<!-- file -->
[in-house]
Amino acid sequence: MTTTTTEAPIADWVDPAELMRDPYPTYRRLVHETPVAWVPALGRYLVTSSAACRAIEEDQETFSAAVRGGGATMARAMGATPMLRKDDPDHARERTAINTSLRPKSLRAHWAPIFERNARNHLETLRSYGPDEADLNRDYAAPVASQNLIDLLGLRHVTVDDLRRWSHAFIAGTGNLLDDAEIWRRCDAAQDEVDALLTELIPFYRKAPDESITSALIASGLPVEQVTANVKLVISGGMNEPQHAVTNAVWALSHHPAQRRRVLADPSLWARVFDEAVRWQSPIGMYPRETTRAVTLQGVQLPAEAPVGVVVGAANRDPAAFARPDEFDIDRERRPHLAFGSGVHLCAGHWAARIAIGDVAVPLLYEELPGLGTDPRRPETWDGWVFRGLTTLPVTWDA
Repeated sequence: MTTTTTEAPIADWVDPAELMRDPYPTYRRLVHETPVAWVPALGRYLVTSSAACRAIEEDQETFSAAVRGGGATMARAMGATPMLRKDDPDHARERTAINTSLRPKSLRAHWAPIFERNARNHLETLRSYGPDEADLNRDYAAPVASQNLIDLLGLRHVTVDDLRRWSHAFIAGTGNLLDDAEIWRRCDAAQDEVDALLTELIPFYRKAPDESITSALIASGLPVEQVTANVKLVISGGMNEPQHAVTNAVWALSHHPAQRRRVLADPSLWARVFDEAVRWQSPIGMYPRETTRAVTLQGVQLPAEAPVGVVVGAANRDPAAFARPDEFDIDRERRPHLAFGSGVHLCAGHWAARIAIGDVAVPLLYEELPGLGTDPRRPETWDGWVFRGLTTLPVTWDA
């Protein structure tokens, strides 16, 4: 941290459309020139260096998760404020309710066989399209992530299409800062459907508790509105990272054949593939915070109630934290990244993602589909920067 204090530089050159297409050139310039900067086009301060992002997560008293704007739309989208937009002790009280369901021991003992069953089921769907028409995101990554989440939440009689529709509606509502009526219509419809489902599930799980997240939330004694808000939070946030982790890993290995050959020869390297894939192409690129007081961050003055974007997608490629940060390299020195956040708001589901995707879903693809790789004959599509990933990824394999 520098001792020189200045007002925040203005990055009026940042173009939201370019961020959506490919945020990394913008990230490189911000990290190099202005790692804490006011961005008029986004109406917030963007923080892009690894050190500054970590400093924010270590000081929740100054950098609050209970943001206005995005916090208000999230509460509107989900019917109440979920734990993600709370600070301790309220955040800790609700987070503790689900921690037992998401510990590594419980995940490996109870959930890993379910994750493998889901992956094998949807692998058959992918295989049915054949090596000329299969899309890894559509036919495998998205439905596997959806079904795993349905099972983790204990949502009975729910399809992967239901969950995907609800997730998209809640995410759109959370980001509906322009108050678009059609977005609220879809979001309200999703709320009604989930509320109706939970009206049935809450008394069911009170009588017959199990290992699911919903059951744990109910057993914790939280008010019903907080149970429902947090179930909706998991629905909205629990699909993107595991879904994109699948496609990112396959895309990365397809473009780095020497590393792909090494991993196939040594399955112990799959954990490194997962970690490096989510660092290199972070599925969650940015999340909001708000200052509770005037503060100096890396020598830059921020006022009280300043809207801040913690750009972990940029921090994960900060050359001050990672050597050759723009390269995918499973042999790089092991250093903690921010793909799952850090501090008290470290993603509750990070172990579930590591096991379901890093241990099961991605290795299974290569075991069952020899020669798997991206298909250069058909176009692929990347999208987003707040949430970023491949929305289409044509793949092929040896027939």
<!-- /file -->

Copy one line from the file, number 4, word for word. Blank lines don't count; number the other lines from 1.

């Protein structure tokens, strides 16, 4: 941290459309020139260096998760404020309710066989399209992530299409800062459907508790509105990272054949593939915070109630934290990244993602589909920067 204090530089050159297409050139310039900067086009301060992002997560008293704007739309989208937009002790009280369901021991003992069953089921769907028409995101990554989440939440009689529709509606509502009526219509419809489902599930799980997240939330004694808000939070946030982790890993290995050959020869390297894939192409690129007081961050003055974007997608490629940060390299020195956040708001589901995707879903693809790789004959599509990933990824394999 520098001792020189200045007002925040203005990055009026940042173009939201370019961020959506490919945020990394913008990230490189911000990290190099202005790692804490006011961005008029986004109406917030963007923080892009690894050190500054970590400093924010270590000081929740100054950098609050209970943001206005995005916090208000999230509460509107989900019917109440979920734990993600709370600070301790309220955040800790609700987070503790689900921690037992998401510990590594419980995940490996109870959930890993379910994750493998889901992956094998949807692998058959992918295989049915054949090596000329299969899309890894559509036919495998998205439905596997959806079904795993349905099972983790204990949502009975729910399809992967239901969950995907609800997730998209809640995410759109959370980001509906322009108050678009059609977005609220879809979001309200999703709320009604989930509320109706939970009206049935809450008394069911009170009588017959199990290992699911919903059951744990109910057993914790939280008010019903907080149970429902947090179930909706998991629905909205629990699909993107595991879904994109699948496609990112396959895309990365397809473009780095020497590393792909090494991993196939040594399955112990799959954990490194997962970690490096989510660092290199972070599925969650940015999340909001708000200052509770005037503060100096890396020598830059921020006022009280300043809207801040913690750009972990940029921090994960900060050359001050990672050597050759723009390269995918499973042999790089092991250093903690921010793909799952850090501090008290470290993603509750990070172990579930590591096991379901890093241990099961991605290795299974290569075991069952020899020669798997991206298909250069058909176009692929990347999208987003707040949430970023491949929305289409044509793949092929040896027939």